Small, effeminate, friendly and probably gullible, the attractive blond 19-year-old teenager with the engaging smile never stood a chance when two maniacal thugs targeted him one night for robbery and worse — a crime that would rock a city, a state and the nation.
When Jerry Mitchell came out in 1962, Broward County was not the trendy gay resort that it is today. “There was the Wine n’ Stein and the Zanzibar and a couple of others but way back then those were the two bars. And there was one in Hollywood, Garth.” It was a time of frequent bar raids, like the one on Oakland Park’s “Val’s Catering Service,” which Mitchell witnessed from a distance. “The police raided it, around 1965 or 1966, with TV cameras, TV coverage, the whole bit, and they showed pictures of people entering and leaving the club on TV. They showed the negatives but people were recognized. And people were arrested for no reason.”
A San Francisco supervisor has vowed to landmark the home where the late lesbian pioneering couple Phyllis Lyon and Del Martin lived throughout most of their 54 years together.
Historic preservationists, friends of the couple, and Lyon and Martin’s daughter held a Zoom call on Sept. 24 to discuss designating the house at 651 Duncan Street in the city’s Noe Valley neighborhood as a historic site. Gay District 8 Supervisor Rafael Mandelman said during the call that he would seek granting historic status to the property.
In 1989, U.S. Army Col. Margarethe (Grethe) Cammermeyer was undergoing a routine security clearance interview when she said four simple words: “I am a lesbian.” At the time, she was a highly decorated nurse and war hero on track to becoming a general.
The admission started an intense investigation and highly publicized discharge proceedings that would later become a television movie starring Glenn Close and based on Cammermeyer’s 1995 memoir “Serving in Silence.”
Model and cookbook author Chrissy Teigen recently shared devastating news with her social media followers: she and her husband, singer John Legend, had lost their child halfway through her pregnancy. She shared heartbreaking black-and-white photos of the couple at the hospital, including her clutching a tiny blanket bundle holding their son, who they named Jack.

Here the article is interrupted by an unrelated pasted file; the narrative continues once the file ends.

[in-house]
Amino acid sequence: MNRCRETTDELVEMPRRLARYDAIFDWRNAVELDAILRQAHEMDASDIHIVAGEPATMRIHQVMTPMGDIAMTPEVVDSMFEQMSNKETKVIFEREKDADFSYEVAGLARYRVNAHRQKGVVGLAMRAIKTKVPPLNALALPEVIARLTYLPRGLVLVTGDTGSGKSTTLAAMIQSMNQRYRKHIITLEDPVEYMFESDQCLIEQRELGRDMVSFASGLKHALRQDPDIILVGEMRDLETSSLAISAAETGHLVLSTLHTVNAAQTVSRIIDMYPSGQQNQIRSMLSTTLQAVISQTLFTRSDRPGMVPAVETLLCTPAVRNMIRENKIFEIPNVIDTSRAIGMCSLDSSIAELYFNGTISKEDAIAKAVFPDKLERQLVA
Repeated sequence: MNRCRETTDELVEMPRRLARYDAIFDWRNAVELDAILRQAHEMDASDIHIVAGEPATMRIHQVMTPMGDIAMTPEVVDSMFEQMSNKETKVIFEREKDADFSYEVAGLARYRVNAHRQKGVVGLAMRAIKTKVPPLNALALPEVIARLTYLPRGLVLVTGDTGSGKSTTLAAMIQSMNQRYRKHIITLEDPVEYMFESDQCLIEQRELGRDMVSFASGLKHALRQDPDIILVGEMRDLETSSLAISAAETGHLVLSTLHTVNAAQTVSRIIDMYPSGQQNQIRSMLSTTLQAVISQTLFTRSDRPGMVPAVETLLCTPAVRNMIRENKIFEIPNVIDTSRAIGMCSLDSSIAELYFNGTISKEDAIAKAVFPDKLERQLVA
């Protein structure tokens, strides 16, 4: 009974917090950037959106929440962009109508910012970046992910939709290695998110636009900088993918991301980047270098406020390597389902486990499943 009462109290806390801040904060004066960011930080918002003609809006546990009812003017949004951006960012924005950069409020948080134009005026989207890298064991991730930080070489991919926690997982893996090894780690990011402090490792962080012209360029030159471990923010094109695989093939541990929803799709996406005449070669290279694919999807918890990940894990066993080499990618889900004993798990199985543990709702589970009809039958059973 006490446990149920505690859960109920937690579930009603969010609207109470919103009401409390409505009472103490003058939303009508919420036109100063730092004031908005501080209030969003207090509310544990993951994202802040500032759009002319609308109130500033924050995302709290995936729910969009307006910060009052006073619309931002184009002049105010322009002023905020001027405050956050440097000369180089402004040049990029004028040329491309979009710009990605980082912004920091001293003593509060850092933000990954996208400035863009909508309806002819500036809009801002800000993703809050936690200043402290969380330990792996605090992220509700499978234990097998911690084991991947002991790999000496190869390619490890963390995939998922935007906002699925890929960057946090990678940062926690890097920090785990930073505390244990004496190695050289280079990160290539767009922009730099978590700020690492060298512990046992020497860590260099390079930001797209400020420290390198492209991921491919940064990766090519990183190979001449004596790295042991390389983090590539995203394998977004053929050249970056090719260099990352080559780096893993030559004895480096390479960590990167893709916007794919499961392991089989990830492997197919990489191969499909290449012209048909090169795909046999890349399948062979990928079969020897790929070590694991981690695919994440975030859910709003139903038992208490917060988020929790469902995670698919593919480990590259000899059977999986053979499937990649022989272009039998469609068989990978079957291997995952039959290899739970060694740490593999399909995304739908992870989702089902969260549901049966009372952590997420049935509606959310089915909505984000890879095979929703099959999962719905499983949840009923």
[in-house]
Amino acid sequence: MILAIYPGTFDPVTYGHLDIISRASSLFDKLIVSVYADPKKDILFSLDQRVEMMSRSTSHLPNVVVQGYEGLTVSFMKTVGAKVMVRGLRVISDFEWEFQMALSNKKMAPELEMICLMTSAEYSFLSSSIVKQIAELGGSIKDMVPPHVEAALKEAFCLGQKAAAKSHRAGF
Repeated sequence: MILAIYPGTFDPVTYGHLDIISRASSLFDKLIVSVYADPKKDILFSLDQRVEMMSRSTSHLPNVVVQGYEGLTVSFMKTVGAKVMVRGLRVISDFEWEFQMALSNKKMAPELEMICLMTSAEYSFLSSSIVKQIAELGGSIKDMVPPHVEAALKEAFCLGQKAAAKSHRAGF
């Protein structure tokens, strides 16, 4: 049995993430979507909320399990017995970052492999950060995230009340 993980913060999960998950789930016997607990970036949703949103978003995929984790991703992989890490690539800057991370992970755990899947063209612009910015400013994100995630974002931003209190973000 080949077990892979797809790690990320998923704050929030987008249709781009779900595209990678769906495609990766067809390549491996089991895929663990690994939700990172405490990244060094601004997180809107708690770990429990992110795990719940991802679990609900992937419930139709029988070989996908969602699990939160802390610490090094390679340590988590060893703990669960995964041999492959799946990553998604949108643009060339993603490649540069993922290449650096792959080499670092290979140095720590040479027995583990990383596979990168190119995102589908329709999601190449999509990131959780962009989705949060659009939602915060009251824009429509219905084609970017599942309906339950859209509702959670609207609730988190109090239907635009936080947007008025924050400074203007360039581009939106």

Most of the comments were of condolences and heartbreak, including women sharing their own experiences with miscarriage and stillbirth.
But there were the haters.
Unsurprisingly, not many video game characters are LGBT. Like most businesses dominated first by white heterosexual men, inclusivity was not a priority for game designers and publishers. But LGBT characters did exist relatively early on in the industry, if one knew where to look. The 1986 computer game “Moonmist,” about a detective investigating ghosts in a castle, featured a scorned lover who is thought to be the first lesbian video game character, though like many early queer characters — in books, films, and video games — it was not explicitly stated.
I met Morris Kight (1919-2003) in 1978. That year, Kight came to Miami to serve as Grand Marshal in the annual Pride Parade.
Since the Pride Committee did not have money to entertain its guests, I ended up driving Kight, his Co-Grand Marshal Rev. Lucia Chappelle, and Pride Chair Rev. Joseph Gilbert to Fort Lauderdale, where my lover Stephen Jerome made dinner.
The Mattachine Society was an early gay rights group that, in many ways, is shrouded in mystery. And for some, mainly younger LGBT people, it can feel like an entirely new subject in the queer history of America. But knowing the history of this group’s members is important because they were the beginning of LGBT advocacy and support in the U.S.